Scripture Readings: Zechariah 9:9-10; Romans 8:9,11-13; Matthew 11:25-30
How can we possibly know the mind and heart of God? Undoubtedly the best way is to listen to our Lord Jesus Christ, whom we hear in the Gospel today thanking his Father in heaven for revealing to the merest disciples the wisdom and knowledge of God.
The prayer that Jesus prays tells us a lot about God and a lot about ourselves. First, it is a clear statement that God is both Father and Lord—Adonai, in Hebrew—of earth as well as heaven. There is no equal to God, the Creator and Author of all that has being. God is the origin of all that is, and the end to which we are moving.
God is wholly Other and transcendent, yet at the same time completely present and involved in our lives. God is goodness and loving care unlike any other, completely concerned for the welfare of his children, as individuals and as Church.
Saint Paul put it beautifully when he tells the Ephesians: “I bow my knees before the Father of our Lord Jesus Christ, from whom every family in heaven and on earth takes its name” (Eph 3:14-15).
Jesus’ prayer also contains a warning that pride can block the action of God in one’s life, that is, if we are so wrapped up in ourselves, there can be little room for anything or Anyone else, especially God.
Pride, or self-reliance, closes the mind to God’s truth and wisdom. Why? Because a disproportionate love of self, an exaggerated estimation of one’s own being, tries to turn oneself into God and leave the real God out of the picture or at least on the sidelines of one’s life.
Jesus contrasts this approach with a child-like candor and simplicity. The simple or pure of heart know their need for God. These little ones are like babies without any other expectation than to be cared for and loved. They are completely dependent and filled with trust in one who is greater, wiser and more trustworthy. In the present context, we see that One as none other than God, our Father and Lord, Redeemer of the human race.
Those who are truly simple and humble seek one thing: the summun bonum or the greatest good, that is to say, God alone. Just as pride, turned in on oneself, blinds us from the true light of Christ, so simplicity of being inclines the heart toward Grace and Truth.
We recognize God as the Supreme possessor of both grace and truth. Saint James in his letter, quoting the more ancient text from Proverbs, assures us that “God opposes the proud, but gives grace to the humble” (James 4:6; Pro. 3:34). Put another way: the proud have no use for God and the humble can never have enough of God!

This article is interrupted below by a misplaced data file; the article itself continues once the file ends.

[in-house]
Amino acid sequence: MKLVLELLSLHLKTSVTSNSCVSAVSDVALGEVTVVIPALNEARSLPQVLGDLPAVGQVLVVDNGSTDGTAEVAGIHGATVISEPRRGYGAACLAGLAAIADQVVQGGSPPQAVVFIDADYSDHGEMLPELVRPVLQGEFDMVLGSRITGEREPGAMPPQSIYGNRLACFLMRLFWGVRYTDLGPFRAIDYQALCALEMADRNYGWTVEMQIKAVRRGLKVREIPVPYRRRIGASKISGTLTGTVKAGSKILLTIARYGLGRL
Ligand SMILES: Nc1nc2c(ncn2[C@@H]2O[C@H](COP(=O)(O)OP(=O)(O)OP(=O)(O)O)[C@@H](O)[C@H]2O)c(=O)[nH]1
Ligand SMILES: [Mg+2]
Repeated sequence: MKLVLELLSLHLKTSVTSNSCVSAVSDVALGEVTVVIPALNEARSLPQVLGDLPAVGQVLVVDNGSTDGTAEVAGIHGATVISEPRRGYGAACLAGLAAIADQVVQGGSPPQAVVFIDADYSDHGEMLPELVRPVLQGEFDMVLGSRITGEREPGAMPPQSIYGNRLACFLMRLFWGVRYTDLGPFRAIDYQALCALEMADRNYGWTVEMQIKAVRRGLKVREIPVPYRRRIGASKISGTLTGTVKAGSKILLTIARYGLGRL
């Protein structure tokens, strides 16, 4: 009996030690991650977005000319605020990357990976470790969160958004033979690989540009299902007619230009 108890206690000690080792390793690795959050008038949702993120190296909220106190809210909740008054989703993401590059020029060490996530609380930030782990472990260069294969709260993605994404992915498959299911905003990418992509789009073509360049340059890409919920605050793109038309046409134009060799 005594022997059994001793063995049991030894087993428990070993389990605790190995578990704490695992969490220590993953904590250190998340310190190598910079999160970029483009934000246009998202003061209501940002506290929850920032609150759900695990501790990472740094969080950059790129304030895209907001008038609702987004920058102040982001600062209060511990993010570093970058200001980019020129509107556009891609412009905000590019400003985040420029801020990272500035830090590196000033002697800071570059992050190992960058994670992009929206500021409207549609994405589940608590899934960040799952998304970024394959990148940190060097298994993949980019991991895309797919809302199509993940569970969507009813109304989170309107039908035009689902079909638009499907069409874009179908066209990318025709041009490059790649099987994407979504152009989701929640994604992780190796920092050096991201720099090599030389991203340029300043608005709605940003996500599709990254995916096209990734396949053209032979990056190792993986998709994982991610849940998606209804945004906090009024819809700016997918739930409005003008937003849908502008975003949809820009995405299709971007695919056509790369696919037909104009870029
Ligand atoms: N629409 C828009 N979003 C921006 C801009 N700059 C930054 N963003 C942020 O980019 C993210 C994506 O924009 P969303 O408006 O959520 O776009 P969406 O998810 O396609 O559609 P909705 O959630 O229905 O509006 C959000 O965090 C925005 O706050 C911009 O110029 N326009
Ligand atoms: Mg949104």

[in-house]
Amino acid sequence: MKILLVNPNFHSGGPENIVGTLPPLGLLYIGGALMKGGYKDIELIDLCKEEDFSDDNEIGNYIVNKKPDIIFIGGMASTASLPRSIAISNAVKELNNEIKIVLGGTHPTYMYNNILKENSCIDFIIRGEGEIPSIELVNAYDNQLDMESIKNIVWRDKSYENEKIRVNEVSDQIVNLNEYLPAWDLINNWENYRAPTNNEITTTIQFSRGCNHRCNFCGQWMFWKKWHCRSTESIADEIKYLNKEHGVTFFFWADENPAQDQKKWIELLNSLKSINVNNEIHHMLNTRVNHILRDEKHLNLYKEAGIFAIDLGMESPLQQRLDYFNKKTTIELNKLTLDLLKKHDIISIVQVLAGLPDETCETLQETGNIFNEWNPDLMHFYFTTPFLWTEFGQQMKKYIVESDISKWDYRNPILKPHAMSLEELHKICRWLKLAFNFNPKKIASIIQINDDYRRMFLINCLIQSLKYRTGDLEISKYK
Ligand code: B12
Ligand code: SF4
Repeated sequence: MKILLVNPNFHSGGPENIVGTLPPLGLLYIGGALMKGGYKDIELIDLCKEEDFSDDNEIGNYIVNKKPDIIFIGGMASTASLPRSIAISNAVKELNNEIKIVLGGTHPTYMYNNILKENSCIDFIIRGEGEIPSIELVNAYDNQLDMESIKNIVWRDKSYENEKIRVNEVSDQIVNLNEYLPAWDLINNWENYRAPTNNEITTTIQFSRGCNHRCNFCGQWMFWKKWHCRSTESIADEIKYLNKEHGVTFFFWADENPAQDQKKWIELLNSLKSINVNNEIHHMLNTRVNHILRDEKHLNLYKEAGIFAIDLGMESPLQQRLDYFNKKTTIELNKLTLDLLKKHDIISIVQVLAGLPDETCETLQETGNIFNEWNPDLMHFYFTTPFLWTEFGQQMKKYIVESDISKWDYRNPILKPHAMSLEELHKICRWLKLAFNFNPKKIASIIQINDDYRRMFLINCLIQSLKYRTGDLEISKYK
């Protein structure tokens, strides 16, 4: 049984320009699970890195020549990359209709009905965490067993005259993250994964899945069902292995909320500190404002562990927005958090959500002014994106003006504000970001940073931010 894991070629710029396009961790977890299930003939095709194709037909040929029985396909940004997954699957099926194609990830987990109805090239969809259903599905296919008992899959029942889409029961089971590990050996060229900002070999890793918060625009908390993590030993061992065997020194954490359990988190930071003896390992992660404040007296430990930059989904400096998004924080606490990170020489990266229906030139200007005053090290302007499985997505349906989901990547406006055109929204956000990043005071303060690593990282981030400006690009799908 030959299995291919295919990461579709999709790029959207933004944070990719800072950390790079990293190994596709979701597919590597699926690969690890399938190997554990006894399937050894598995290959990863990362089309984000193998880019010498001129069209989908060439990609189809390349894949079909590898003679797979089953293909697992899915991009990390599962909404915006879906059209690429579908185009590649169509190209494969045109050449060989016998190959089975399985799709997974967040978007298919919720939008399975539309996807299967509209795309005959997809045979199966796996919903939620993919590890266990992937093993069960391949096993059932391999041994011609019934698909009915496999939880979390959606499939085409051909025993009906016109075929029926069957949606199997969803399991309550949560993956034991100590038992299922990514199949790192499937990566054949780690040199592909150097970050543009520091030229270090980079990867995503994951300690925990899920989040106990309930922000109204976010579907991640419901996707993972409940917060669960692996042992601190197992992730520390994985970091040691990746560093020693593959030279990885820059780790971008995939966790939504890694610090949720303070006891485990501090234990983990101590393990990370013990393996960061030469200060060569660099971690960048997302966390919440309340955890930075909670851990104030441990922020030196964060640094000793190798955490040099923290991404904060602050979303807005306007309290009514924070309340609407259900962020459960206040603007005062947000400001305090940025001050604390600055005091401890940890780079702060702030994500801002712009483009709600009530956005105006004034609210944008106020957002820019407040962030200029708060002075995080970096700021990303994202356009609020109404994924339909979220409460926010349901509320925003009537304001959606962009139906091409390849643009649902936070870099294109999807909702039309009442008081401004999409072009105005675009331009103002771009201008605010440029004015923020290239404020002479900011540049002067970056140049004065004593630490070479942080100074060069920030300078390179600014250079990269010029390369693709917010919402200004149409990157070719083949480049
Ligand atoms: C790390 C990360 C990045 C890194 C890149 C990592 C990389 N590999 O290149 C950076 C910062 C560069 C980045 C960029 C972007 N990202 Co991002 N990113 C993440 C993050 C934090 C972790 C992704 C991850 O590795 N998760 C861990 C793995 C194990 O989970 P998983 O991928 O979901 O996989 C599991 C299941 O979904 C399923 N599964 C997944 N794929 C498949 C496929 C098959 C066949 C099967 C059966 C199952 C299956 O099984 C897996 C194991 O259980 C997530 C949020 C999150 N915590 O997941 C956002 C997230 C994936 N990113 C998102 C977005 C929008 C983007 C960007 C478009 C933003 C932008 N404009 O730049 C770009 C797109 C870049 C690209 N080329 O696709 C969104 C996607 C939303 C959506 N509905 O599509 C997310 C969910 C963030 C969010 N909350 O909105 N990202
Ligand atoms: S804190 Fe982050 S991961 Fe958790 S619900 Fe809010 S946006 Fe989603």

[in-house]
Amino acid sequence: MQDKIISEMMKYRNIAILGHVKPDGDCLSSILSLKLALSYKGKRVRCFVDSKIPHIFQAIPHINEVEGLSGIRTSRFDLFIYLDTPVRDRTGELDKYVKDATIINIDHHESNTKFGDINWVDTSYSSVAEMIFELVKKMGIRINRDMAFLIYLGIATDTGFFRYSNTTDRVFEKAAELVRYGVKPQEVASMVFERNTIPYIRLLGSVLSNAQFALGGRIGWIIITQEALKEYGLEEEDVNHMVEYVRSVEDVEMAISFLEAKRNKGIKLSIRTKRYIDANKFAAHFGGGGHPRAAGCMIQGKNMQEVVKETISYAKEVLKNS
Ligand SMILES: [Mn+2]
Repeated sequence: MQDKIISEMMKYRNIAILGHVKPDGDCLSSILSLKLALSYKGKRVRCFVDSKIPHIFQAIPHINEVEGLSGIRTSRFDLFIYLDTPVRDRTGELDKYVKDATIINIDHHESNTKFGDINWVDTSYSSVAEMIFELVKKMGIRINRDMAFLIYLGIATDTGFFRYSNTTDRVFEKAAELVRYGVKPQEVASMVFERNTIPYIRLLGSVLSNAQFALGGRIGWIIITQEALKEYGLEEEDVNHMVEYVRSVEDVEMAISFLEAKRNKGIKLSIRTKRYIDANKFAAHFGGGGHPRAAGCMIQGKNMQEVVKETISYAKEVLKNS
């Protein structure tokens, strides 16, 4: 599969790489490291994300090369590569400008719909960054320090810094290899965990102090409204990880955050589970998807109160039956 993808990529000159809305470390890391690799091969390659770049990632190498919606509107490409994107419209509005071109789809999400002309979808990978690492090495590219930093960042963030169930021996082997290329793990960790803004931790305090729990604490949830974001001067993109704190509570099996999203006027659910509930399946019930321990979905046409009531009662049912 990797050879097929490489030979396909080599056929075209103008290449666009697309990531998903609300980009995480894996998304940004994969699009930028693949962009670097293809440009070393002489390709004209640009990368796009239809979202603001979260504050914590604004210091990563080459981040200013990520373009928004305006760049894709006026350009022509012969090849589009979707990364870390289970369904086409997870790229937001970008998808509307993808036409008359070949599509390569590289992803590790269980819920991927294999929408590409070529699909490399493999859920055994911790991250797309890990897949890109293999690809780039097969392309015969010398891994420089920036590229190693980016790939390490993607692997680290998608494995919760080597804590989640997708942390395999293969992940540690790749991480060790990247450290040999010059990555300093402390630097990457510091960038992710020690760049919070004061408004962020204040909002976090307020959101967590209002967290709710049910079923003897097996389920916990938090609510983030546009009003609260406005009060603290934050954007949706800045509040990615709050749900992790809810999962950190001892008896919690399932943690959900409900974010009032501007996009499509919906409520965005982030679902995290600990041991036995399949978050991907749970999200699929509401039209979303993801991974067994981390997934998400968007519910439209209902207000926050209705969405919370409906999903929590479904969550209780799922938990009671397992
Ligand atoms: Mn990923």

The humble of heart are able to receive true wisdom because they are free for God, like a window that is clean, allowing God to shine on and through it.
Truly hearing the Gospel text today, the question we might ask ourselves is this: do I humbly and simply submit to God, to God’s Word and action in my life, wherever I am and whatever I do? Or do I clutter my thoughts, words and deeds—my life–with that which prevents God from easily acting in my life? We can only answer these questions for ourselves, not for others, as tempting as that prospect might be!
Jesus claims that he is the perfect revelation of God. We profess this in our Christian faith. It is our ultimate hope for happiness that Jesus is God-with-us, Emmanuel. We can know the living God, thanks to Jesus having come to earth as one of us, yet never parting from the Father’s side, as our Eastern Christian brothers and sisters might express it.
Our knowledge of God, though, is not just limited to knowing things about God, but truly meeting God personally and forever, being in communion with God.
Jesus makes it possible for each and every person to actually know God as a loving Father, a tender parent, like a mother who can never forget her children.
God so loved the world that he sent his only Son, Scripture tell us, and Christ gave up his life on the cross that we might not perish but have eternal life. This is a love that is complete, unconditional and perfect.
We are all in need of this love and invited by Jesus in the Gospel today to “come and find rest” in the Lord, to take his yoke upon our shoulders and learn from him who is “meek and humble of heart.”
What is the yoke Jesus invites us to take up? The common understanding of this in Jesus’ time was the act of submission to God and to all his commandments, that is, the Torah, or Law of God. Put in other words, it means belonging totally and without compromise to God. Jesus says that his yoke is “easy.” The Greek word used can also mean the yoke “fits the wearer,” is “tailor-made” for each person.
In other words, we cannot live anyone else’s life, but only the life God has given us, with our weaknesses and strengths, our particular needs that may not be the needs of another. What God has revealed in his “Law” sustains us in our needs. For us Christians and Catholics this is especially found in the sacramental life of the Church.
Jesus also says that his “burden is light.” No burden can be too heavy if it is carried in love. Only Jesus can lift the burdens we carry, freeing us for the Kingdom of righteousness, peace and love. God has a spiritual Kingdom, not a political one, and so God’s Kingdom will last forever.
May the Lord give us a child-like simplicity, a purity of heart that helps us to go to the meek and humble Lord, who alone can free us from the burden of sin and guilt.
Christ desires to rule in our hearts and to remove all doubts and fears, whatever hinders us from submitting joyfully to the one who can “bring our mortal bodies to life through the Holy Spirit dwelling in our hearts,” as Saint Paul tells the Romans today in our second reading at Mass.
May the Holy Eucharist we celebrate and partake in be a real meeting and communion between us and God, who longs to save his children.
Abbot Christian Leisy, OSB